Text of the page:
This is a good argument that houses (and mortgages) should adjust to a higher multiple of income that we have been historically used to. Agree or disagree?

They won't need large homes, and neither will they be able to afford them, when the inevitable FRUGALITY hits the NHS

Share this post


Link to post
Share on other sites

It sounds like a good argument except that this re-adjustment may actually take many years. First of all, banks are still reluctant to give mortgages to the elderly, especially those getting closer to the current retirement age of 65 or running out of years to repay a mortgage as they still consider 65 to be the cut off age in most circumstances. Secondly, while people are living longer, quality of life is often overlooked when assessing the ageing population. The NHS in the UK is quite good at keeping people alive, but their bodies and minds may well be worn down. Medical science is quite good at keeping us going, not so good at rejuvenation of body and mind and for many jobs it is rejuvenation that is needed.

 

I'm also not convinced by the higher multiples argument, as the banks tried this for most of the last decade, or at least they turned a blind eye to it in the rise of self-cert mortgages. This is the real reason why house prices are where they are an why the UK market has been totally stagnant on sales levels the last 3 years or so. A correction is still needed even if banks suddenly decided that a norm of 4.5 times income is ok, and having got their fingers burnt once I'm not convinced they are that keen to go pursue this again just yet.

 

 

 

Of course, I agree with all this - lax lending and favourable interest rates is what has driven the market to where it was in 2007-2011. But it was also, imo, bubble that has also masked some good reason for a long term adjustment to higher values. Given this, prices may not adjust back to the same low ratios that we have seen in previous market bottoms. I just think it's very naive for the uber-bears to expect the Halifax index to bottom at x2.5 average earnings because this is what it has previously done. As I say, longer life expectancy and more years working will be the primary reason why the market could and should find a bottom and then a readjust to a new long term average that is higher than what we have seen previously.

 

 

 

Share this post


Link to post
Share on other sites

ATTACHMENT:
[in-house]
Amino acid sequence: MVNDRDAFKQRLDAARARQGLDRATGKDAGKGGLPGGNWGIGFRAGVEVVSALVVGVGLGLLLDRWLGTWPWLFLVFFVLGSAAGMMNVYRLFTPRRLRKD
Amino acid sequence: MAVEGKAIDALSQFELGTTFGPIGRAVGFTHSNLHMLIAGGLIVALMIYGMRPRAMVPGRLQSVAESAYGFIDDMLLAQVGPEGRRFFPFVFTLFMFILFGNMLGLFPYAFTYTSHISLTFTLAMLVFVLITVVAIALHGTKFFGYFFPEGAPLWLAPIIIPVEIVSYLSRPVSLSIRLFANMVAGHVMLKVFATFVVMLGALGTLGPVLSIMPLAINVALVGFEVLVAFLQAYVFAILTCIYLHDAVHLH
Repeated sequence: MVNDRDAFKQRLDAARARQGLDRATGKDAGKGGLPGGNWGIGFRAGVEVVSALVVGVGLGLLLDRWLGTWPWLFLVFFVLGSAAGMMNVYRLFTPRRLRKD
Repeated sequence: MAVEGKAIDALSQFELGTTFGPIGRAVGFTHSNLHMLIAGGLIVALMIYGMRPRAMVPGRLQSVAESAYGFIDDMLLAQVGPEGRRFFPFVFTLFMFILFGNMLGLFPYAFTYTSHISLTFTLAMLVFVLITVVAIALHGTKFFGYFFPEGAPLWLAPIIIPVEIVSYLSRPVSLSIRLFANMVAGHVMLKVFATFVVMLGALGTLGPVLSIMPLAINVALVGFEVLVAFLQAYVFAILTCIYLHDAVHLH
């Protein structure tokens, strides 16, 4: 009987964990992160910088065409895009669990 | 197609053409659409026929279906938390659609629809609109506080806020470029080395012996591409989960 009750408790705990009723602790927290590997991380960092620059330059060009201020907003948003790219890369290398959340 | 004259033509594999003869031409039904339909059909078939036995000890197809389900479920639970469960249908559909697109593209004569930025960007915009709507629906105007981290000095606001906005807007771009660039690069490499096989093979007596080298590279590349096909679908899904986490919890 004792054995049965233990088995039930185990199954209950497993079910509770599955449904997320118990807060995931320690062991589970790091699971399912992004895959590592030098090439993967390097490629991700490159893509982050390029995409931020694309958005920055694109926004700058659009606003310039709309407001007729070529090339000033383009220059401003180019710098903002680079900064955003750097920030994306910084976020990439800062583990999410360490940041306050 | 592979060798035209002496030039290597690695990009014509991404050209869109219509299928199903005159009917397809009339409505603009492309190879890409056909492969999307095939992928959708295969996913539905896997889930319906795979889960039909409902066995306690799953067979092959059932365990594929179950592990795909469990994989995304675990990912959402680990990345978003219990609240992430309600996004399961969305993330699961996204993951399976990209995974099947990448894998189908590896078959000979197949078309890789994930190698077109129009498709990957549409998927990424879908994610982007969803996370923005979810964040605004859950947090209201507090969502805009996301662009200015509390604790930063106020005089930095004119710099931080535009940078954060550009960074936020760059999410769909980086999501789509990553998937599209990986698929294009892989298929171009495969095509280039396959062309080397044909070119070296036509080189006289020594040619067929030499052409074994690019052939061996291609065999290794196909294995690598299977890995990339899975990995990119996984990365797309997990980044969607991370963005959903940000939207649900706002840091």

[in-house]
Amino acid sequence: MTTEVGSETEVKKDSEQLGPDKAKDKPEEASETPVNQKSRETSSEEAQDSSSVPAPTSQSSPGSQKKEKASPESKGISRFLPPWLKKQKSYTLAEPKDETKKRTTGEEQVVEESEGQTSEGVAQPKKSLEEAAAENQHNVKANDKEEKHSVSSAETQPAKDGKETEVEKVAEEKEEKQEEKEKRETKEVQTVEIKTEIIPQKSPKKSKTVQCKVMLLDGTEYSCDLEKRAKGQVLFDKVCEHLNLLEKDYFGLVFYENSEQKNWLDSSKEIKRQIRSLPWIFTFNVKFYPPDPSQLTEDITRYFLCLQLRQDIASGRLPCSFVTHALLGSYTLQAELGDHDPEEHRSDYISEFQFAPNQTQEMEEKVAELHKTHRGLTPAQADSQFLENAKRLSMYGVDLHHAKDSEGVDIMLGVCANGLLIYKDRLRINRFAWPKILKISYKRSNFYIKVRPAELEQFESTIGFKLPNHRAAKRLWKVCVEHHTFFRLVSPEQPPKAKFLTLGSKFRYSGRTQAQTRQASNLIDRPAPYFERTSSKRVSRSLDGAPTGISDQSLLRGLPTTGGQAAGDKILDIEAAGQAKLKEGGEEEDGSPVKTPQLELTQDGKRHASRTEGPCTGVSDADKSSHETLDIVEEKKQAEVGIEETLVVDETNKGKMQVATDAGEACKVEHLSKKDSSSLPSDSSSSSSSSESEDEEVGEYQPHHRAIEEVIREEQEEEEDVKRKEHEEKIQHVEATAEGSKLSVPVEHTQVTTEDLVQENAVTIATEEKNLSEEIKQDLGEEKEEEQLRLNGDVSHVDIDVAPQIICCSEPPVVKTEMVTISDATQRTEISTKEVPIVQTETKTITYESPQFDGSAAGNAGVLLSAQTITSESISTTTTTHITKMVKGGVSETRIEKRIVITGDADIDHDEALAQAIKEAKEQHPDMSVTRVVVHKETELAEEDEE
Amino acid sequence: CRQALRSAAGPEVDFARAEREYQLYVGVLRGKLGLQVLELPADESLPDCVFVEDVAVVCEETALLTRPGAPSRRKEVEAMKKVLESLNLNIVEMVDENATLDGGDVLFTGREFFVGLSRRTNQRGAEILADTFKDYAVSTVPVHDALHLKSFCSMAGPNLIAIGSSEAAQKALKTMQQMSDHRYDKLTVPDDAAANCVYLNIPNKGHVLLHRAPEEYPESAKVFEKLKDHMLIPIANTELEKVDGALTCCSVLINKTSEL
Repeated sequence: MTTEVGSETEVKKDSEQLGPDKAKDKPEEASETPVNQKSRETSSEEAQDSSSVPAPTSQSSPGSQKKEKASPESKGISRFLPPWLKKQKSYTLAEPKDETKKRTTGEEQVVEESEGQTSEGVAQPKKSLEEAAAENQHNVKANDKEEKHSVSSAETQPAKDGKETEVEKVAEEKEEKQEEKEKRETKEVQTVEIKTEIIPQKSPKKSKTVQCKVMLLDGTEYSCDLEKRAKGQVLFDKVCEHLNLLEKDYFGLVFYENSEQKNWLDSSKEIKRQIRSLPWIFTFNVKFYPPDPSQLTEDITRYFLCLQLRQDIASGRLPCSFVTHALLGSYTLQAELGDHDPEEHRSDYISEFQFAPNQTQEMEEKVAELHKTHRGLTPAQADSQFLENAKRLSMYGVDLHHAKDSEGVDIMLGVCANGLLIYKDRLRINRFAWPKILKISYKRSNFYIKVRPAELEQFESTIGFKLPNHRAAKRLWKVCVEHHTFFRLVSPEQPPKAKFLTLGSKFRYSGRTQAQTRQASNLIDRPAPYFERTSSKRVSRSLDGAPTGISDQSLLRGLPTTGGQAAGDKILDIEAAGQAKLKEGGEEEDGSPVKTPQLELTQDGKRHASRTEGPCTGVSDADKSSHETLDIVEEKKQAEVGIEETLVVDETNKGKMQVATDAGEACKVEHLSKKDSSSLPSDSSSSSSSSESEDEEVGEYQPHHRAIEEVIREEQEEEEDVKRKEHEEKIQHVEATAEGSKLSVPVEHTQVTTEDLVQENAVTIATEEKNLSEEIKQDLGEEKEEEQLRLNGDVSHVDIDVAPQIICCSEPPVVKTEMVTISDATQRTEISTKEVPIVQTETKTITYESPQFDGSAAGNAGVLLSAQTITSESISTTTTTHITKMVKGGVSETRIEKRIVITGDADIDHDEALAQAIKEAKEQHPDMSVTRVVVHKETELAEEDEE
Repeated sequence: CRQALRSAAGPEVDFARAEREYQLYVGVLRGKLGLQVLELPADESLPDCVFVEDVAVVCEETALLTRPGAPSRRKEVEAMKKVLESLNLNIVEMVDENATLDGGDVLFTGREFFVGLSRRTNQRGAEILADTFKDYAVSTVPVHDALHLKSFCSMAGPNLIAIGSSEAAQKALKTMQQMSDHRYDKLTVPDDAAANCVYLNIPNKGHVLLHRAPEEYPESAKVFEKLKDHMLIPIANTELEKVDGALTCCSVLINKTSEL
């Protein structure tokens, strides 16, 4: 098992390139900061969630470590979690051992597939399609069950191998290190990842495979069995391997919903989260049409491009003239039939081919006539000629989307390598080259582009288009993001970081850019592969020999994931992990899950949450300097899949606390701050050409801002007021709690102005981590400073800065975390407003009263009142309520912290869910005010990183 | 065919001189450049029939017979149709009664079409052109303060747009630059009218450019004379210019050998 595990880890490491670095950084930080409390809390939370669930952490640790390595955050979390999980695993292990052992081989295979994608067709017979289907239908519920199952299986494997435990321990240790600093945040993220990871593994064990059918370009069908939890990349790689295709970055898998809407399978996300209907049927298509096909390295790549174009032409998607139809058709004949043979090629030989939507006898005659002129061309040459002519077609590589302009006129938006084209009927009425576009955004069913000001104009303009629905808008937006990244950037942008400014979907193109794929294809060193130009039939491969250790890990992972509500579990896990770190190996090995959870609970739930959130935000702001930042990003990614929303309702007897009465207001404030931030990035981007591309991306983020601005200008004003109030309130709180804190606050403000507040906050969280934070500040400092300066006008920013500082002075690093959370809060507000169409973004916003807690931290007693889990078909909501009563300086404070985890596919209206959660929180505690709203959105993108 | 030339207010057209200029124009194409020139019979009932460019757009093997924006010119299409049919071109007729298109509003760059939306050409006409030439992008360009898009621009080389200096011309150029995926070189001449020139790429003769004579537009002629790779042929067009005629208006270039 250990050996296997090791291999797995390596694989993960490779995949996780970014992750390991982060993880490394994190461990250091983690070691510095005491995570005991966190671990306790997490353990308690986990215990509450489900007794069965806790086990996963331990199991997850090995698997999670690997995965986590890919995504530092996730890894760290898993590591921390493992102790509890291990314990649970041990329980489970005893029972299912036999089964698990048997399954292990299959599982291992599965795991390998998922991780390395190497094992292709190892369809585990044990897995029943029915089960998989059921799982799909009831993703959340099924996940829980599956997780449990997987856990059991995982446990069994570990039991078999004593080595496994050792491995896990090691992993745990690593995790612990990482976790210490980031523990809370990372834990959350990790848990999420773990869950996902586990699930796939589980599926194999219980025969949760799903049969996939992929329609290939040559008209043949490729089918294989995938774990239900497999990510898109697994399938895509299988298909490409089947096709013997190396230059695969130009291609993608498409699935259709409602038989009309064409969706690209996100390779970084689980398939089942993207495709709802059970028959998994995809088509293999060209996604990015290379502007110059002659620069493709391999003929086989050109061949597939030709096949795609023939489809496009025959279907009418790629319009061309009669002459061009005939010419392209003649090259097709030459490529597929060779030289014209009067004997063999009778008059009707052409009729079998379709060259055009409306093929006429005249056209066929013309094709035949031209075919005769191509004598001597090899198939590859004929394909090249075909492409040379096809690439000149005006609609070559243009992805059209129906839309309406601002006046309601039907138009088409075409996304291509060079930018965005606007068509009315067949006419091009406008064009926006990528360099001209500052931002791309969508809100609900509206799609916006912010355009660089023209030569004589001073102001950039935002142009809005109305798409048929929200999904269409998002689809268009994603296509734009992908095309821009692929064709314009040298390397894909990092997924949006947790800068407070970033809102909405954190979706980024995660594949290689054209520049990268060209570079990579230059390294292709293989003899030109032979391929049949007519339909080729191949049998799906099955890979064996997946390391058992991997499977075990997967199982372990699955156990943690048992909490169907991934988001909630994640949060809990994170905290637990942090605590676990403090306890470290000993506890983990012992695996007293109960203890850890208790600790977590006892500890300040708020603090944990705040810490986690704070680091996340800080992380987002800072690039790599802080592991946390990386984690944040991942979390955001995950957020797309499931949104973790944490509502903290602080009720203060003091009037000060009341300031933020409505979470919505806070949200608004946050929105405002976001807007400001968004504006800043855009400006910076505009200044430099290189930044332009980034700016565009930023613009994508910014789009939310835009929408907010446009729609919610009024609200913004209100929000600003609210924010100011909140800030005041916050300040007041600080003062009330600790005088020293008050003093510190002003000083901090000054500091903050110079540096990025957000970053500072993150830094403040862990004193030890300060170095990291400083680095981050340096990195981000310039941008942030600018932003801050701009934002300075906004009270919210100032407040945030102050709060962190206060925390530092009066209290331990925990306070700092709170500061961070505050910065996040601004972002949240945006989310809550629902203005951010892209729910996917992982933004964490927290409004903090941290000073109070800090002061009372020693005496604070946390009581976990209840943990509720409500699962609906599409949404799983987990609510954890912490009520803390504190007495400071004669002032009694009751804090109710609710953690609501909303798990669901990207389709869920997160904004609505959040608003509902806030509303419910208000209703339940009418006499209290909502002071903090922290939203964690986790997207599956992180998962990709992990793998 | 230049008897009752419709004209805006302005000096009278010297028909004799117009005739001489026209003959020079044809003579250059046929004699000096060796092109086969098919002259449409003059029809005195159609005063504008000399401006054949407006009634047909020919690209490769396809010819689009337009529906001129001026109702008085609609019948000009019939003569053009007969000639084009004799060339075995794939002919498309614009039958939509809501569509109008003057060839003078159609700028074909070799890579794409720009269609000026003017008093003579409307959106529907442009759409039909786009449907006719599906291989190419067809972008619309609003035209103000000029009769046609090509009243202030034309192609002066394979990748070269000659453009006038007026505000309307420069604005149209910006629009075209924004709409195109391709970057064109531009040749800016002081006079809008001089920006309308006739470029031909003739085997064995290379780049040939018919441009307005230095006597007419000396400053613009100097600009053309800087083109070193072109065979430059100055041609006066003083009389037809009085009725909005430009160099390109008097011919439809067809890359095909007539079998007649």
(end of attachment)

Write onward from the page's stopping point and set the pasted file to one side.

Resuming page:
That's not a bad point, people could have a bigger lifetime income, so the same proportion allocated to housing will be a higher capital value. I suppose it's sort of balanced by a couple of items;

 

1 - You get a diminishing return for extending the period that you pay a mortgage over, 100,000 @ 5% over 25 years gives a repayment of 585 per month, extending to 35 years with the same monthly repayment only increases your budget to 116,000.

 

2 - You housing wants still probably peak at the same point in your life; when you have a growing family until a couple of years after they move out.

 

I think there has been some move towards this though in the UK, I sometimes read about people of retirement age still having mortgages, I think this is a relatively new phenomenon. I don't know if this is a hangover from the period of mortgage excess we've just been through though, rather than an ongoing systemic change.

Share this post


Link to post
Share on other sites

bump

Share this post


Link to post
Share on other sites

2 - You housing wants still probably peak at the same point in your life; when you have a growing family until a couple of years after they move out.

Interesting point, I'd normally agree with this then I reflect when I attended maternity suites for the birth of my kids. Some parents were into their late 30's, 40's and dare I say it older. So with property more expensive, how many of their brood will flee the nest before they are mid 60's or 70?

 

It was noticeable how few teenagers or early 20 year olds were having kids, maybe in some areas people really do save up for nest eggs or just simply enjoy themselves without having the "accidents" of the swinging 60's. This has all perhaps changed the property dynamic of the 1960/70's offspring and future generations.

Share this post


Link to post
Share on other sites

Create an account or sign in to comment

You need to be a member in order to leave a comment

Create an account

Sign up for a new account in our community. It's easy!

Register a new account

Sign in

Already have an account? Sign in here.

Sign In Now
Sign in to follow this  

×